They took us to Dunsfold where there was a reception centre. A change of battle dress (no more red triangles on our jackets and trousers) and some good food. There was a debriefing and checking to make sure we were all genuine. Identity papers were issued and a lot of surprised parents had phone calls from sons who had been out of touch for a long time. Railway passes were issued and things seemed almost back to normal.
I caught the London train on the tube to Liverpool Street… I caught the next train to Cambridge and arrived home that evening, armed with a double issue of ration cards. It took a long time to settle down.
A number of returning POWs, like Percy Toms of Commercial Union, never really recovered from their experiences while others had more visible scares of war like J P Joisce of Northern Assurance who lost a leg and Ian W Craig of the company's Glasgow branch who, according to the staff magazine, "narrowly escaped cremation in a Wellington bomber" and became a member of the Guinea Pig Club having "passed through the "Arts and Crafts" Department of Queen Victoria Hospital for Plastic Surgery under the skilled hands of Sir Archibald McIndoe."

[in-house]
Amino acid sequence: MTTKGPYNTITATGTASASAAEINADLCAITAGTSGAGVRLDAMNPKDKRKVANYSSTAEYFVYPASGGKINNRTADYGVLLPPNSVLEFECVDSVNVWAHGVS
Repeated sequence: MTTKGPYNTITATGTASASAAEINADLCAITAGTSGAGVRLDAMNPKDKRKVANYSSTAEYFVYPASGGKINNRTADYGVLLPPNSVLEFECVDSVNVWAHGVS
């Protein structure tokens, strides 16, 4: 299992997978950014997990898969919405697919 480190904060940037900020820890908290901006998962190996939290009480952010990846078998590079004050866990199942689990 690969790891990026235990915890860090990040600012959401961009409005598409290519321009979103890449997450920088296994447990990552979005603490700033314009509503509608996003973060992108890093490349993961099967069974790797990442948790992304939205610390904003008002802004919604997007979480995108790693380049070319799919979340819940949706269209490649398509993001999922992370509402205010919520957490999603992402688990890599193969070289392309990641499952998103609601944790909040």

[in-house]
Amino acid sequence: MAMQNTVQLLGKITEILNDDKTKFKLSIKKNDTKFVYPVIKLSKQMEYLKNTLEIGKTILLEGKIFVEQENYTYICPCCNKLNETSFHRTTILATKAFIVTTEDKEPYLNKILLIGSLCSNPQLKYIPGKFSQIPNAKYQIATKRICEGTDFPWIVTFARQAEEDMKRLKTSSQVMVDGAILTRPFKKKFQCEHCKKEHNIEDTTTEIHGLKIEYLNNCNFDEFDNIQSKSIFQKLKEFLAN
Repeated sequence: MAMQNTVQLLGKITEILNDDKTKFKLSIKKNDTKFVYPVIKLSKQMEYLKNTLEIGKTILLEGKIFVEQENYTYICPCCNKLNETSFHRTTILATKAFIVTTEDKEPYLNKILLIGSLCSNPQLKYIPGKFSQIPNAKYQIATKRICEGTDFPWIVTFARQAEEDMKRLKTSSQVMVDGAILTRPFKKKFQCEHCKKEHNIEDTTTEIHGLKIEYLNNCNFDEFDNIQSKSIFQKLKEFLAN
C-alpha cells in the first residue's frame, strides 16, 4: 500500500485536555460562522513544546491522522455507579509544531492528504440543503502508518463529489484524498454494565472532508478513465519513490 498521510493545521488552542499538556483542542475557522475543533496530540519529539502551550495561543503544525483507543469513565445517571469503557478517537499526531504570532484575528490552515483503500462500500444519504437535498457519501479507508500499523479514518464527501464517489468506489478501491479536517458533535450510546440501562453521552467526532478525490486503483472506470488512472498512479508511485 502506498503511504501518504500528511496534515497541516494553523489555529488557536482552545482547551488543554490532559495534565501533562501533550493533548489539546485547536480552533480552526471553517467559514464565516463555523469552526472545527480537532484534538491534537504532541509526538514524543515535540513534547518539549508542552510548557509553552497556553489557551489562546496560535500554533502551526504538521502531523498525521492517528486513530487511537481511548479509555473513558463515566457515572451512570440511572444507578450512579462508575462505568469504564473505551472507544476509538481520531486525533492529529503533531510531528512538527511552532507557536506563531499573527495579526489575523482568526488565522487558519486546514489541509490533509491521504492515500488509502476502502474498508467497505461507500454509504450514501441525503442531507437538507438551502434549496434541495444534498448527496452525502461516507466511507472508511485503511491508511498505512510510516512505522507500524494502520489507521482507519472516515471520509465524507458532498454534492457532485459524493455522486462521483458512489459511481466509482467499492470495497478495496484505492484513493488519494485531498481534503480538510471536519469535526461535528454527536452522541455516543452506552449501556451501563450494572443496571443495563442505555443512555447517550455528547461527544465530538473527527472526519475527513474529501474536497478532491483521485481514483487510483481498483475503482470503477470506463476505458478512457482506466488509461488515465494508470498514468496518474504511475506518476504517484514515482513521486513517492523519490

The board minutes record the gradual return to normality with the re–establishment of branches and agencies in formerly occupied countries in Europe and in the Far East and donations made to rebuilding projects in London and the provinces. Several of the companies, like Norwich Union Life Society, ran refresher courses for returning service men and women. The Norwich Union course was run over two days in November 1946 and the syllabus included lectures on "Simple aids to calculation", "Our funds and investments" and "Publicity - its purpose, practice and possibilities."
At North British and Mercantile the Life Department also printed a special booklet for returning staff and in January 1946 General Accident issued a brochure to assist its returning staff which included the foreword:
It is not claimed that the work is all embracing but it is hoped that sufficient information is given to enable the individual to take up civilian life at the point where he left it to fight for democracy. May we add a word of warning! Knowledge gained in pre-war will largely have been forgotten and, whilst all possible help will be given to regain that knowledge and to add to it, much will depend upon the willingness of the individual to read wisely and study resolutely.